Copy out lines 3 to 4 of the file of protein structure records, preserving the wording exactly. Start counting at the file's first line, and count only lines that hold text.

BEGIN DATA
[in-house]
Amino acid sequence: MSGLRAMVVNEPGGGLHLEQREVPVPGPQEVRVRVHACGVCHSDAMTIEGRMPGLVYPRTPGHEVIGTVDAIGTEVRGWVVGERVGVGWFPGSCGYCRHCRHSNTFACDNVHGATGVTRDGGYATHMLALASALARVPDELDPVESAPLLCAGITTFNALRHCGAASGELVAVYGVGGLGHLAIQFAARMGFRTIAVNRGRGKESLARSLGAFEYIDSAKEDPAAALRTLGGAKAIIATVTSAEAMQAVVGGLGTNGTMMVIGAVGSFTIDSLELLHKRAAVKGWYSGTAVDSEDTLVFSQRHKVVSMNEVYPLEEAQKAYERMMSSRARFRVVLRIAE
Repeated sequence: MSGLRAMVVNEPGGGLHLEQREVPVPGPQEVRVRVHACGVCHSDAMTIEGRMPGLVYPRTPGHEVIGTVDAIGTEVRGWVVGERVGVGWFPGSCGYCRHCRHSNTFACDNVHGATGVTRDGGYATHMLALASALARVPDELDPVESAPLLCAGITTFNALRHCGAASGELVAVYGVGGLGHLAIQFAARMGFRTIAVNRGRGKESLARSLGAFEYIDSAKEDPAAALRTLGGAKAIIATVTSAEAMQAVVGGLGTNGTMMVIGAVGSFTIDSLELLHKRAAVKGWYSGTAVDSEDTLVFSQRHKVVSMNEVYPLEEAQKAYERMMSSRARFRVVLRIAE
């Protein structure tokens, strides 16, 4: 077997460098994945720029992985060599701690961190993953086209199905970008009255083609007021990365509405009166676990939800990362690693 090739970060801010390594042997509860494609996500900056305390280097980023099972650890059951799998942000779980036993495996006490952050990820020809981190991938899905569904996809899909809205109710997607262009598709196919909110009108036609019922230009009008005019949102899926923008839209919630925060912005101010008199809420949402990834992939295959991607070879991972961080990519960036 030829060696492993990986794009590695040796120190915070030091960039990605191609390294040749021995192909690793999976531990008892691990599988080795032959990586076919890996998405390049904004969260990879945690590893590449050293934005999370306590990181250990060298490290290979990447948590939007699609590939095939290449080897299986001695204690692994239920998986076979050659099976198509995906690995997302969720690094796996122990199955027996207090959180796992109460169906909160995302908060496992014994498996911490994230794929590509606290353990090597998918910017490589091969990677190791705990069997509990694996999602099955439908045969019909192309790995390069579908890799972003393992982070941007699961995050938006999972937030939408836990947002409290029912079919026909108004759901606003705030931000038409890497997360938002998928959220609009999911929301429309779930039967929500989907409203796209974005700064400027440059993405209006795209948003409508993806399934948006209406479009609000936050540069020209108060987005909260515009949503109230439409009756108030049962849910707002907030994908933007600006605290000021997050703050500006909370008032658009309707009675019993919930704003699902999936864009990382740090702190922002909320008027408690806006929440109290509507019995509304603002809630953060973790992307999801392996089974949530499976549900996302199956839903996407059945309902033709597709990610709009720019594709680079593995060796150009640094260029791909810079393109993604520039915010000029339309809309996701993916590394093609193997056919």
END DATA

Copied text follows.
Repeated sequence: MSGLRAMVVNEPGGGLHLEQREVPVPGPQEVRVRVHACGVCHSDAMTIEGRMPGLVYPRTPGHEVIGTVDAIGTEVRGWVVGERVGVGWFPGSCGYCRHCRHSNTFACDNVHGATGVTRDGGYATHMLALASALARVPDELDPVESAPLLCAGITTFNALRHCGAASGELVAVYGVGGLGHLAIQFAARMGFRTIAVNRGRGKESLARSLGAFEYIDSAKEDPAAALRTLGGAKAIIATVTSAEAMQAVVGGLGTNGTMMVIGAVGSFTIDSLELLHKRAAVKGWYSGTAVDSEDTLVFSQRHKVVSMNEVYPLEEAQKAYERMMSSRARFRVVLRIAE
């Protein structure tokens, strides 16, 4: 077997460098994945720029992985060599701690961190993953086209199905970008009255083609007021990365509405009166676990939800990362690693 090739970060801010390594042997509860494609996500900056305390280097980023099972650890059951799998942000779980036993495996006490952050990820020809981190991938899905569904996809899909809205109710997607262009598709196919909110009108036609019922230009009008005019949102899926923008839209919630925060912005101010008199809420949402990834992939295959991607070879991972961080990519960036 030829060696492993990986794009590695040796120190915070030091960039990605191609390294040749021995192909690793999976531990008892691990599988080795032959990586076919890996998405390049904004969260990879945690590893590449050293934005999370306590990181250990060298490290290979990447948590939007699609590939095939290449080897299986001695204690692994239920998986076979050659099976198509995906690995997302969720690094796996122990199955027996207090959180796992109460169906909160995302908060496992014994498996911490994230794929590509606290353990090597998918910017490589091969990677190791705990069997509990694996999602099955439908045969019909192309790995390069579908890799972003393992982070941007699961995050938006999972937030939408836990947002409290029912079919026909108004759901606003705030931000038409890497997360938002998928959220609009999911929301429309779930039967929500989907409203796209974005700064400027440059993405209006795209948003409508993806399934948006209406479009609000936050540069020209108060987005909260515009949503109230439409009756108030049962849910707002907030994908933007600006605290000021997050703050500006909370008032658009309707009675019993919930704003699902999936864009990382740090702190922002909320008027408690806006929440109290509507019995509304603002809630953060973790992307999801392996089974949530499976549900996302199956839903996407059945309902033709597709990610709009720019594709680079593995060796150009640094260029791909810079393109993604520039915010000029339309809309996701993916590394093609193997056919």